Many entrepreneurs struggle to find a reliable way to measure how strong their organizations are and identify the best solutions for strengthening their weak areas. I have found a great way to test your company’s strength and health by answering “yes” or “no” to only six simple questions.
1. Are you getting everything you want from your employees?
“No” is the most common answer to this question. Most companies have at least a few employees who just don’t fit the organization, and it’s hard to pin down why. Or they fit alright, but they don’t perform consistently.
A “yes” means you have all the right people in your company. It means all your employees are perfect fits for the culture, are top performers ideally suited for their jobs, and they see, believe, and want to achieve the company’s vision. They are self-disciplined to do well and have healthy, cohesive, and team-focused relationships with their co-workers.
2. Is there a culture of accountability in your organization?
“Yes” means everyone knows what his/her tasks are and carries them out to completion in the promised time. It means that you know exactly whose eyes to look into when results disappoint, and they are receptive to coaching to get back on track.
If you have people pointing back and forth at one another and everyone is saying, “It’s not my fault,” then your answer to this questions is “no”.
3. Are you satisfied with your rate of growth and profits, and can you sustain them?
Few entrepreneurs can say they are perfectly happy with their growth and profits, and even those who can usually don’t know how to sustain them over the long term; they find themselves in a “two steps forward, one step back” pattern.
If you are prepared to scale your company up while balancing top line growth, geometric bottom line growth, increasing margins, controlling costs, growing cash flow, and consistently exceeding customer expectations, you can answer “yes” to this question. This is a tall order, but these are the things that must be managed to enjoy sustainable growth, and strong companies are able to achieve them.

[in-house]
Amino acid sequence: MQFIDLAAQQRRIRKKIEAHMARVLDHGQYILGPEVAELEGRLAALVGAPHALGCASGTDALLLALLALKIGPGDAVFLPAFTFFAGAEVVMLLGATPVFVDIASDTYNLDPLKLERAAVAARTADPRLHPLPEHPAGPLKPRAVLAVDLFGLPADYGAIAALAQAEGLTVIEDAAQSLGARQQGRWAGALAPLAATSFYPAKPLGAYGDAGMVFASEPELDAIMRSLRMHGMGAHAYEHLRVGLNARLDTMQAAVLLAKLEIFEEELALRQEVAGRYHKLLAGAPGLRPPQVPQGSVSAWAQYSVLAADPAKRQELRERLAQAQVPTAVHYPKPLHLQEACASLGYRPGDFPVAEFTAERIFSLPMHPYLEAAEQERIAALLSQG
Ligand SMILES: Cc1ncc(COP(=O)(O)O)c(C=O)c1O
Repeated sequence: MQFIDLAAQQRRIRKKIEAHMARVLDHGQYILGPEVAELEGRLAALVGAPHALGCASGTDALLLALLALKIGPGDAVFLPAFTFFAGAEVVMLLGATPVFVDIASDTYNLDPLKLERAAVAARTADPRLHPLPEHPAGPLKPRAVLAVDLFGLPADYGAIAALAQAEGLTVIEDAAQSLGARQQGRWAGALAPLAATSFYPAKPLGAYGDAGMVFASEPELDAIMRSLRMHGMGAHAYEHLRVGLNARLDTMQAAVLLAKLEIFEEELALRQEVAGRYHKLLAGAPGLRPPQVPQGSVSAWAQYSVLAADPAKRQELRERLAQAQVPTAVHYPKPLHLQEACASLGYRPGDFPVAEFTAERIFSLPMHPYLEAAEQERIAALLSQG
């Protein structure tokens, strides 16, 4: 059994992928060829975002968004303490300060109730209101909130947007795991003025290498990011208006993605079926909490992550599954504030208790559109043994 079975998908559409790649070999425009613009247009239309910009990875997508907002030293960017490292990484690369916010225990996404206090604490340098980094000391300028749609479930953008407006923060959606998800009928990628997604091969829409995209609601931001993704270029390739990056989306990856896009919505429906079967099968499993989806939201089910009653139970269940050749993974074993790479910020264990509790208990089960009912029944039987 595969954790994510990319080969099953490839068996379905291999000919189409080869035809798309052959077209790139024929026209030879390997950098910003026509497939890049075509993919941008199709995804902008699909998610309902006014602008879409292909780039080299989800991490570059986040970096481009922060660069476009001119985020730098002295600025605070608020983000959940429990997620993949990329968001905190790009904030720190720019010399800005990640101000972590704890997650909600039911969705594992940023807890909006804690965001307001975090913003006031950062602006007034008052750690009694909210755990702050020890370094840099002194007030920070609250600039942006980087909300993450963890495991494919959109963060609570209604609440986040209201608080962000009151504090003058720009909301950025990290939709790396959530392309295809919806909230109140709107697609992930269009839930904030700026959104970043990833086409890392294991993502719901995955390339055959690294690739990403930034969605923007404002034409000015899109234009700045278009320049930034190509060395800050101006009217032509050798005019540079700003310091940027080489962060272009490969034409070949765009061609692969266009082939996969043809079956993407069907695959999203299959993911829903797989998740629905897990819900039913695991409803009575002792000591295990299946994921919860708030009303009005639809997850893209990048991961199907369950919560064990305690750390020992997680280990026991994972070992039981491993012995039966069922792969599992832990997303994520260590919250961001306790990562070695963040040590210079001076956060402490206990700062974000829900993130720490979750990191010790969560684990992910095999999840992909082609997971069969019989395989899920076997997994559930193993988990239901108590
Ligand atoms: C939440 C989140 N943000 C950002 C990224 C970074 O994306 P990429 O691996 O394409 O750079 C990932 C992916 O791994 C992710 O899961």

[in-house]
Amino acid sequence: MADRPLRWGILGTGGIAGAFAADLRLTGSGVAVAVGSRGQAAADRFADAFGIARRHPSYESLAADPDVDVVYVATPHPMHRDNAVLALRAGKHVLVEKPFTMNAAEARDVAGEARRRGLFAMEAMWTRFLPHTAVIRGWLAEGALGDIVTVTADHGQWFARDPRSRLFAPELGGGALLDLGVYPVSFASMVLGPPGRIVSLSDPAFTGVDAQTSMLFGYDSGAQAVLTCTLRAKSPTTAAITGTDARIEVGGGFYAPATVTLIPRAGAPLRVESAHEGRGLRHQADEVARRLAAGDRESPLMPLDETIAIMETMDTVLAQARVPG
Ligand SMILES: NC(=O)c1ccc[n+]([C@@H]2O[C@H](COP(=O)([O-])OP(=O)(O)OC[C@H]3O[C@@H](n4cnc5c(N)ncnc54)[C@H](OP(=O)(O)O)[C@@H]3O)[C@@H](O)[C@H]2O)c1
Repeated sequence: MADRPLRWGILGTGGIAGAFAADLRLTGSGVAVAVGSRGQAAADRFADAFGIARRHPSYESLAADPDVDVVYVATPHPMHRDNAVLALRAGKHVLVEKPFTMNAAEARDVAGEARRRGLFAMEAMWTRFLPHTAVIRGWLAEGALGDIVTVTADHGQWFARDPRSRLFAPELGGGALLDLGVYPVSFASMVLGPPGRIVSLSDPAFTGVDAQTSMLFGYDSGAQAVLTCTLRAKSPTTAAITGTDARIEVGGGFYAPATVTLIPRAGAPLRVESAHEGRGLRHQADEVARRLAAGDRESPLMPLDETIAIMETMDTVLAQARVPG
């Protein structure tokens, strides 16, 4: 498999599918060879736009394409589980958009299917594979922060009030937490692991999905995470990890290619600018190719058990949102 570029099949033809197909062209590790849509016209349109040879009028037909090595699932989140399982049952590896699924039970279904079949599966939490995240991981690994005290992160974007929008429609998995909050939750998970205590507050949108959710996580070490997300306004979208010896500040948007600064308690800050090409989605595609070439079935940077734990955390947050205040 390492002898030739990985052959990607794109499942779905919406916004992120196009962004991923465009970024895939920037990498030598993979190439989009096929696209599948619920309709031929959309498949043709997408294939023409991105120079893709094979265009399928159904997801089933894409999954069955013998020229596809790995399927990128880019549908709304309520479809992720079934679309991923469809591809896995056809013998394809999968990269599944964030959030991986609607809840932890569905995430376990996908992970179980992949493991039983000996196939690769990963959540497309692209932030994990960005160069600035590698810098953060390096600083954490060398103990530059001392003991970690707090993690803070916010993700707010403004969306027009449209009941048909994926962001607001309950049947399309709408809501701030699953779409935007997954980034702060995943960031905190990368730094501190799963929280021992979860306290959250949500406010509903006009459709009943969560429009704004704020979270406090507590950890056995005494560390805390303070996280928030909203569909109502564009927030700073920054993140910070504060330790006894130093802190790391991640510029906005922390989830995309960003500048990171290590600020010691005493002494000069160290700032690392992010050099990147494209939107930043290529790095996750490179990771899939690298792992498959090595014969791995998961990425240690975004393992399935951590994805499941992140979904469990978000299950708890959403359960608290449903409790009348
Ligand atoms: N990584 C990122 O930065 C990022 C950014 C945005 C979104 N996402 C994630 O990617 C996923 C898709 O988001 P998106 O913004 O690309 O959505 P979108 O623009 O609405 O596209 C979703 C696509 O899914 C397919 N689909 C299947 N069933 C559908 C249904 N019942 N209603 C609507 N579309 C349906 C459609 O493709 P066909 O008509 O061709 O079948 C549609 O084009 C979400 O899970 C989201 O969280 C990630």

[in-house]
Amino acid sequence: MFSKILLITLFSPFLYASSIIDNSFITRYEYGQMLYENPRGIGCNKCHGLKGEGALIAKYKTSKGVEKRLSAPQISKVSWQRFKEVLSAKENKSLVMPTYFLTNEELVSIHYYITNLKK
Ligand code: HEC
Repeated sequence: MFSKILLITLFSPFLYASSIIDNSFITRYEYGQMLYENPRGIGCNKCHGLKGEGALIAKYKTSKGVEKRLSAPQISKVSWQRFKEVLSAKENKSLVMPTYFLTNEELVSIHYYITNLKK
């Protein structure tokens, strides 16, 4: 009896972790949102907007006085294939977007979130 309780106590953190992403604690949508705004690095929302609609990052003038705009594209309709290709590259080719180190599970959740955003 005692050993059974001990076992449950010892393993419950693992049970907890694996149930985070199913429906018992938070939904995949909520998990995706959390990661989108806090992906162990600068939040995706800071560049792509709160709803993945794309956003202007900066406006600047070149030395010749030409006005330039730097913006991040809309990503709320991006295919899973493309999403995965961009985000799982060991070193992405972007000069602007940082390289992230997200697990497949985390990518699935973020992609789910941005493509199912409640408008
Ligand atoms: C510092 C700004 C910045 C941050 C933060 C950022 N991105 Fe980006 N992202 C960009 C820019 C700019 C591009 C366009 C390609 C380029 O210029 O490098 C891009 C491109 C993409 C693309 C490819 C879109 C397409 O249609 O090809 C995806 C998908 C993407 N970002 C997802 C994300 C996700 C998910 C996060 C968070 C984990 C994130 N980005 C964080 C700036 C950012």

4. Are you happy with the number of hours you spend working?
We all have to invest a great deal of time in our businesses to get them going, but we can’t keep working overtime forever. Life is short, and your businesses should serve your life, not consume it. If you are pouring your heart and soul into your business, but can’t imagine a time when there will be balance and you’ll have time for your other passions, then it’s time to do a “checkup from the neck up”.
5. Do you have a solid exit strategy?
We’ll all exit our businesses; it is just a question of when. Without an exit strategy, you will eventually face the default “death exit”; you’ll exit when either your business dies or when you do. That may sound brutal, but no one can afford to answer “no” to this question. If you’re not developing succession plans, and eventually a plan to sell or transfer your interest to someone else, you’re kidding yourself. And it won’t just be your own family whose lives are affected, but the lives of your employees and their families, as well.
6. Are your meetings highly productive?
This may seem anti-climactic after the first five questions, but it is one of the keys to pulling it all together. You can answer “yes” to this question if you have what we call in EOS a “Meeting Pulse”. This means you stick to a regular schedule which includes:
- a two-day annual planning session at the beginning of the year to nail down your 1-year plan,
- regular quarterly planning sessions to make sure you hit the targets that will help you realize the annual plan, and
- weekly Level 10 Meetings with your senior leadership team and at the departmental level led by your Sales, Operations, and Finance leaders. (Download the Level 10 Meeting agenda here.)
If you answered “yes” to all these questions, congratulations! You have a rock-solid company.
If you answered “no” to one or more of these questions, it’s time to do a checkup to identify your problem areas and determine how to get on track to building a stronger company. If you need help, take five minutes to answer this 20-question Organizational Checkup. It’s free, and you’ll receive immediate feedback on your problem areas and what you can do to address them. If you have any questions, post them below. I’d love to answer them!